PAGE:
Maryland gay marriage bill gains preliminary Senate approval
The Maryland Senate last night gave preliminary approval for a gay marriage bill in the state, 25 votes to 22.
The Religious Freedom and Civil Marriage Protection Act will remove gender references in the US state’s marriage laws and give churches the right not to conduct ceremonies.
Debate is expected to last several days and senators who oppose the measure will reportedly introduce controversial amendments, such as proposals to allow restaurants and hotels to ban gay couples.
The House of Delegates will vote on the bill on Friday.
If the bill turns into a law, Maryland will be the sixth US state to offer full marriage equality. The state recognises gay marriages performed in other states.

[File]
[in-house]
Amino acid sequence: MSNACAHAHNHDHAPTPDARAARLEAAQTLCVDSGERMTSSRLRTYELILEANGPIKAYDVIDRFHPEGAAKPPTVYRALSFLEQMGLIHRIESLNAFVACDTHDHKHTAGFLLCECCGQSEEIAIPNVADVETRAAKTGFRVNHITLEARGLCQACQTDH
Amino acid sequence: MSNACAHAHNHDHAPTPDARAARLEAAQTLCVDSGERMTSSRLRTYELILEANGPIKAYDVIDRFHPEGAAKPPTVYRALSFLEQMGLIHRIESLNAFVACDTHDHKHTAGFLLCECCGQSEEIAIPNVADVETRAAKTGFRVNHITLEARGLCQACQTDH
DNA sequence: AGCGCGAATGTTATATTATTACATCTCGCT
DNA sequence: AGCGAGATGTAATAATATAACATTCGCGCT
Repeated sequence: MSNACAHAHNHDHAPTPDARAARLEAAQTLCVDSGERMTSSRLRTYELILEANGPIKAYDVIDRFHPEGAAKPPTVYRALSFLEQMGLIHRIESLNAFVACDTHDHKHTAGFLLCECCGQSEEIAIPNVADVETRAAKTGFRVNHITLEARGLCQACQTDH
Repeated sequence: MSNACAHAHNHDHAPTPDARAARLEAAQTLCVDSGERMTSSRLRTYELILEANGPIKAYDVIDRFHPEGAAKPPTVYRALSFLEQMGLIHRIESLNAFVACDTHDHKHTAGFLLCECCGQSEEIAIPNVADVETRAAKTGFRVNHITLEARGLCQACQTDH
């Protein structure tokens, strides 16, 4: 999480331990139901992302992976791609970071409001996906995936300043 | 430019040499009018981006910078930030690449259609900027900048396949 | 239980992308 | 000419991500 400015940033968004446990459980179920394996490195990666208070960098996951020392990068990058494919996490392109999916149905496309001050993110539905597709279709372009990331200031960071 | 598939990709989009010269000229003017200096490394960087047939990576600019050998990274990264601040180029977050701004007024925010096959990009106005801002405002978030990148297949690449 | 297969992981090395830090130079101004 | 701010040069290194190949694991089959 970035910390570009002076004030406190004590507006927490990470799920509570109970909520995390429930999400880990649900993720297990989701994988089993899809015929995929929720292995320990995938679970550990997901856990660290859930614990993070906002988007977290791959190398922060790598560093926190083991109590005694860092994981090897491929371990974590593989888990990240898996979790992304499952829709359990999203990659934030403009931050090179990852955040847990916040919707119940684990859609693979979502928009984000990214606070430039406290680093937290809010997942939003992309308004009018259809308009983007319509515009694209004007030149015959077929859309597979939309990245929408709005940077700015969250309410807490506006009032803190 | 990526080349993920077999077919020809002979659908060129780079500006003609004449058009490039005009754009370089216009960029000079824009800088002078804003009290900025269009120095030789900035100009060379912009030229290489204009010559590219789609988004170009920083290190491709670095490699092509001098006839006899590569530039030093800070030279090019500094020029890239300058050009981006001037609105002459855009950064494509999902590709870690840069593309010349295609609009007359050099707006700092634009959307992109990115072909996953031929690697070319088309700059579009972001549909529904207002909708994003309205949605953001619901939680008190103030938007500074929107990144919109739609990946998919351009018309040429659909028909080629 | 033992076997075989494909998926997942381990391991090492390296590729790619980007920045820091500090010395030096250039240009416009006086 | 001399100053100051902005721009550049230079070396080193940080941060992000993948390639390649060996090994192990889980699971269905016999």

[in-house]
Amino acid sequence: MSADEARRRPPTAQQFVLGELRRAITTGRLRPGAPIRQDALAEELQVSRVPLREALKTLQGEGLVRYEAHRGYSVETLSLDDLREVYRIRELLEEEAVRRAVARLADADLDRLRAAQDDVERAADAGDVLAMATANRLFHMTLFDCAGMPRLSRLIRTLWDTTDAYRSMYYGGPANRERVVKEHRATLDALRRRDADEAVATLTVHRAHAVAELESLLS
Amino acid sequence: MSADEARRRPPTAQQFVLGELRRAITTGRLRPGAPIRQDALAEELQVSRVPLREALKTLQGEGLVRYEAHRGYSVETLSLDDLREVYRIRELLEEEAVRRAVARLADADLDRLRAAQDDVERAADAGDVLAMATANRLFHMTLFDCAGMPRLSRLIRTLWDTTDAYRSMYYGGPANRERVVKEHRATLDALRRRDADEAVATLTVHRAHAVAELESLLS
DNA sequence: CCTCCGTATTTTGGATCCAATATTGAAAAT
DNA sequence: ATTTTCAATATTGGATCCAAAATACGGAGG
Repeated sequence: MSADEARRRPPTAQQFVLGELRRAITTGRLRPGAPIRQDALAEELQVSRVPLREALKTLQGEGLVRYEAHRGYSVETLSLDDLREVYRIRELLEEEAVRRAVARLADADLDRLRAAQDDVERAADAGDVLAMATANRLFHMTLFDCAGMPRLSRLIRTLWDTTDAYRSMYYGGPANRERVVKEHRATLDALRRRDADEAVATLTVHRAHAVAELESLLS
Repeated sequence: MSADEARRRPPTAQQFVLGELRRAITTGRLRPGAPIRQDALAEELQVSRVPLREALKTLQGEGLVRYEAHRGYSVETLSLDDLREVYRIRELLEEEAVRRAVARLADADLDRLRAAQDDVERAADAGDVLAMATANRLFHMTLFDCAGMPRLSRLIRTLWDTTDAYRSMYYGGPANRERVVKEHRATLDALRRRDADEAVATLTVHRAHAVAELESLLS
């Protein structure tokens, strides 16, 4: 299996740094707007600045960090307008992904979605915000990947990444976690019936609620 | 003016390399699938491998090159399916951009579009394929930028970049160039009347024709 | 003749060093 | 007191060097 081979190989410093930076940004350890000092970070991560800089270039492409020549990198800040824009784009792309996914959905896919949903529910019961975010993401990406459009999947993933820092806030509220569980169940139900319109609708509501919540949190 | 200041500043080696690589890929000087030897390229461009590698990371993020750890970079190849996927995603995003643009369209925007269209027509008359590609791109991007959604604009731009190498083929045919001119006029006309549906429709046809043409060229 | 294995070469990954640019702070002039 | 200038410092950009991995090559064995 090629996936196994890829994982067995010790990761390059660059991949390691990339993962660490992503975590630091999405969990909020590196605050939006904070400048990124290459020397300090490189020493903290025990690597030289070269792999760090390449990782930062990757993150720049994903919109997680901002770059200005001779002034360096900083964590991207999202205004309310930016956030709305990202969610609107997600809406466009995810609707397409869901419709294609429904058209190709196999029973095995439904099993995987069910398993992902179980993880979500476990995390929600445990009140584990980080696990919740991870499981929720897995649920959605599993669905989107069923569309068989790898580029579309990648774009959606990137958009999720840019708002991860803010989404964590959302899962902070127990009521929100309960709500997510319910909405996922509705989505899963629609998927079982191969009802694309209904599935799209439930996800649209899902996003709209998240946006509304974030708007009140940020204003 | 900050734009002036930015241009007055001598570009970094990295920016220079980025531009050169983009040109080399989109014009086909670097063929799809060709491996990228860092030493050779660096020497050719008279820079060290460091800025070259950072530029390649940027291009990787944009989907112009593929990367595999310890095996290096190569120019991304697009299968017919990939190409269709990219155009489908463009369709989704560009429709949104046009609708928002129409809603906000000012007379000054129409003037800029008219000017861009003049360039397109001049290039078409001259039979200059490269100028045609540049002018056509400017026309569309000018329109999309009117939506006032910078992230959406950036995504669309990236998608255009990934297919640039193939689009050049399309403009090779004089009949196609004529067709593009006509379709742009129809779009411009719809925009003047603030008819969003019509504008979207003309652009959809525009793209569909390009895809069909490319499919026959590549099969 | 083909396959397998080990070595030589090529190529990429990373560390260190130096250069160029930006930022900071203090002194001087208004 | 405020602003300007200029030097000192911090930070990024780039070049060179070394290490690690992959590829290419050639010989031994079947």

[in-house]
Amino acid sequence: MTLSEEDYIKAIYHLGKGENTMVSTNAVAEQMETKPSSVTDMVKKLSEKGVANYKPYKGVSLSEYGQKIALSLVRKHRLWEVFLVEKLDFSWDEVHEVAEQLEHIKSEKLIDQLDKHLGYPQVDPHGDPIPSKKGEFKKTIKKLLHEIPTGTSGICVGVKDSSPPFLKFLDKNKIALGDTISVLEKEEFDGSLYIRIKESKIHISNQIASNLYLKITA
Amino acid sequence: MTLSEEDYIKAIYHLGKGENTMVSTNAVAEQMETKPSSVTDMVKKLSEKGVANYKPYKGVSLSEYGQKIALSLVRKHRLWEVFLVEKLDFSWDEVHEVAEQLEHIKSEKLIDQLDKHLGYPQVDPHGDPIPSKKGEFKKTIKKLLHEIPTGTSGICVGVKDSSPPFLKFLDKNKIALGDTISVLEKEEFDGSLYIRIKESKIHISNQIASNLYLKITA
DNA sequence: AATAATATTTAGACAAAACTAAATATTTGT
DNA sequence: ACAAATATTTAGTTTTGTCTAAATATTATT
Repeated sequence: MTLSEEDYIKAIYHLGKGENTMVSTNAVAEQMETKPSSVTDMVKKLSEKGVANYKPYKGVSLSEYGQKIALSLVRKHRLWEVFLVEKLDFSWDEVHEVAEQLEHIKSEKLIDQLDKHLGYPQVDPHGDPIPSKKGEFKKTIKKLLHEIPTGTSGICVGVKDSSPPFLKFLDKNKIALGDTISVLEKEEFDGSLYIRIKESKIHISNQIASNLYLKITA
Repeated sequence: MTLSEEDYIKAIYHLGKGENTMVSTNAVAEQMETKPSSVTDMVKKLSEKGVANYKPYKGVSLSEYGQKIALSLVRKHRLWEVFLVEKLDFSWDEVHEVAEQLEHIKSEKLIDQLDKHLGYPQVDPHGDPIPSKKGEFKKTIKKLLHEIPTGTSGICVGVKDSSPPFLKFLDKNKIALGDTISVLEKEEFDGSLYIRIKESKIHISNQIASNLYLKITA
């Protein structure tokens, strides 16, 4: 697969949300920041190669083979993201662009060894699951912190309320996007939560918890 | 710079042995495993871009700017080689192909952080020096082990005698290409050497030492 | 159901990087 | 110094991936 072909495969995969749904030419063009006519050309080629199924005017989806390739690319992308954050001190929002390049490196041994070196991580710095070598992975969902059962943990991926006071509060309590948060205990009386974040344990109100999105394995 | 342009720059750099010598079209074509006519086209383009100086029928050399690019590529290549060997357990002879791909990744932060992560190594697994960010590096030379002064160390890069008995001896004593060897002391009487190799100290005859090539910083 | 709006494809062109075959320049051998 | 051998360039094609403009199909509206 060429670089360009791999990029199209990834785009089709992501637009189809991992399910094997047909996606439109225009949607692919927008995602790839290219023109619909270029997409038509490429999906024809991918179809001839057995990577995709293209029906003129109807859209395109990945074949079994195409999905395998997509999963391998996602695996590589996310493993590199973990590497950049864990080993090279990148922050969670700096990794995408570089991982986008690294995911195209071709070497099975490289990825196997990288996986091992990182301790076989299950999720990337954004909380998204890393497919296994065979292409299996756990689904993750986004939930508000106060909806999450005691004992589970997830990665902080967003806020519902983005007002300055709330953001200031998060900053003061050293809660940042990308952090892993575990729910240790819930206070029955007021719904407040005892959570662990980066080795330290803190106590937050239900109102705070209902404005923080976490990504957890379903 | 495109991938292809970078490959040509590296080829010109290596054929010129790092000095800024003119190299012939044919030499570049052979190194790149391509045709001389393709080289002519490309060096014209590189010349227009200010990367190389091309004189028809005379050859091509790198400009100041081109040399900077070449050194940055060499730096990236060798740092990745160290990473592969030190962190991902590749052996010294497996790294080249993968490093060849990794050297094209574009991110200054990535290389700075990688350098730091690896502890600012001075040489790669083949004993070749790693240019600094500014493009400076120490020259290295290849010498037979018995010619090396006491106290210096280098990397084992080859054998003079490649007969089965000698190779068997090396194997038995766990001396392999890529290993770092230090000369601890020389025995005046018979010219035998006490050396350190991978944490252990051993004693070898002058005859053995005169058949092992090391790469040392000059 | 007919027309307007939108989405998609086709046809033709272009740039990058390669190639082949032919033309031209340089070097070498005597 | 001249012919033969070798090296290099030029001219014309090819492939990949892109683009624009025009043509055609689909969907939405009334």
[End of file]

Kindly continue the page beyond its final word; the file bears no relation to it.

However, a Republican senator, Allan Kittleman, has suggested that the state should adopt a civil union bill, similar to the one signed into law by the governor of Hawaii last night.
Yesterday, the White House revealed that president Barack Obama’s administration would not defend a case brought against the government arguing that the Defense of Marriage Act is unfair. The president, through his attorney general said that defining a marriage as being between a man and a woman is unconstitutional.
Other groups, in particular Congressional leaders could still defend the legal challenges to the law.